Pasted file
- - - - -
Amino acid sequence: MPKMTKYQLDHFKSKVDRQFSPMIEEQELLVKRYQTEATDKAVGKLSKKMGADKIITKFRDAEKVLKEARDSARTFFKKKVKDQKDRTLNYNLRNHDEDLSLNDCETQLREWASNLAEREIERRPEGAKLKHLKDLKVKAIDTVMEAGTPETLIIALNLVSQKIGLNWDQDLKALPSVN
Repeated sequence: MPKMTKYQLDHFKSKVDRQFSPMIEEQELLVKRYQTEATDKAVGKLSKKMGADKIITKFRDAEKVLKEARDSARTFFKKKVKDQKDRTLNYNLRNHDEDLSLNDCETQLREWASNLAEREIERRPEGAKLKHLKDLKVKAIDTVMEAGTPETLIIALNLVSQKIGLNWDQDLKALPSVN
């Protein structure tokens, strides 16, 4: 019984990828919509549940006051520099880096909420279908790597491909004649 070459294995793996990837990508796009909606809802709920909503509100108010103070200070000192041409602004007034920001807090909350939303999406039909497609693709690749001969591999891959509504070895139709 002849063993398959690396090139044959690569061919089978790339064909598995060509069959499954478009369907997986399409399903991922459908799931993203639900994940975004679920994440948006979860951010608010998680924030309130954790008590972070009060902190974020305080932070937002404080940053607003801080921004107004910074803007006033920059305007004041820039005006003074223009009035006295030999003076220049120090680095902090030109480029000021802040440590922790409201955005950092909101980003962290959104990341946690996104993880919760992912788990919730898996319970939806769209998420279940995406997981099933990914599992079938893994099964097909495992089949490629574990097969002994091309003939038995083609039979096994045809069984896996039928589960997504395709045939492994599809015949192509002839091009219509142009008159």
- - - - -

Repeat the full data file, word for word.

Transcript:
Amino acid sequence: MPKMTKYQLDHFKSKVDRQFSPMIEEQELLVKRYQTEATDKAVGKLSKKMGADKIITKFRDAEKVLKEARDSARTFFKKKVKDQKDRTLNYNLRNHDEDLSLNDCETQLREWASNLAEREIERRPEGAKLKHLKDLKVKAIDTVMEAGTPETLIIALNLVSQKIGLNWDQDLKALPSVN
Repeated sequence: MPKMTKYQLDHFKSKVDRQFSPMIEEQELLVKRYQTEATDKAVGKLSKKMGADKIITKFRDAEKVLKEARDSARTFFKKKVKDQKDRTLNYNLRNHDEDLSLNDCETQLREWASNLAEREIERRPEGAKLKHLKDLKVKAIDTVMEAGTPETLIIALNLVSQKIGLNWDQDLKALPSVN
């Protein structure tokens, strides 16, 4: 019984990828919509549940006051520099880096909420279908790597491909004649 070459294995793996990837990508796009909606809802709920909503509100108010103070200070000192041409602004007034920001807090909350939303999406039909497609693709690749001969591999891959509504070895139709 002849063993398959690396090139044959690569061919089978790339064909598995060509069959499954478009369907997986399409399903991922459908799931993203639900994940975004679920994440948006979860951010608010998680924030309130954790008590972070009060902190974020305080932070937002404080940053607003801080921004107004910074803007006033920059305007004041820039005006003074223009009035006295030999003076220049120090680095902090030109480029000021802040440590922790409201955005950092909101980003962290959104990341946690996104993880919760992912788990919730898996319970939806769209998420279940995406997981099933990914599992079938893994099964097909495992089949490629574990097969002994091309003939038995083609039979096994045809069984896996039928589960997504395709045939492994599809015949192509002839091009219509142009008159």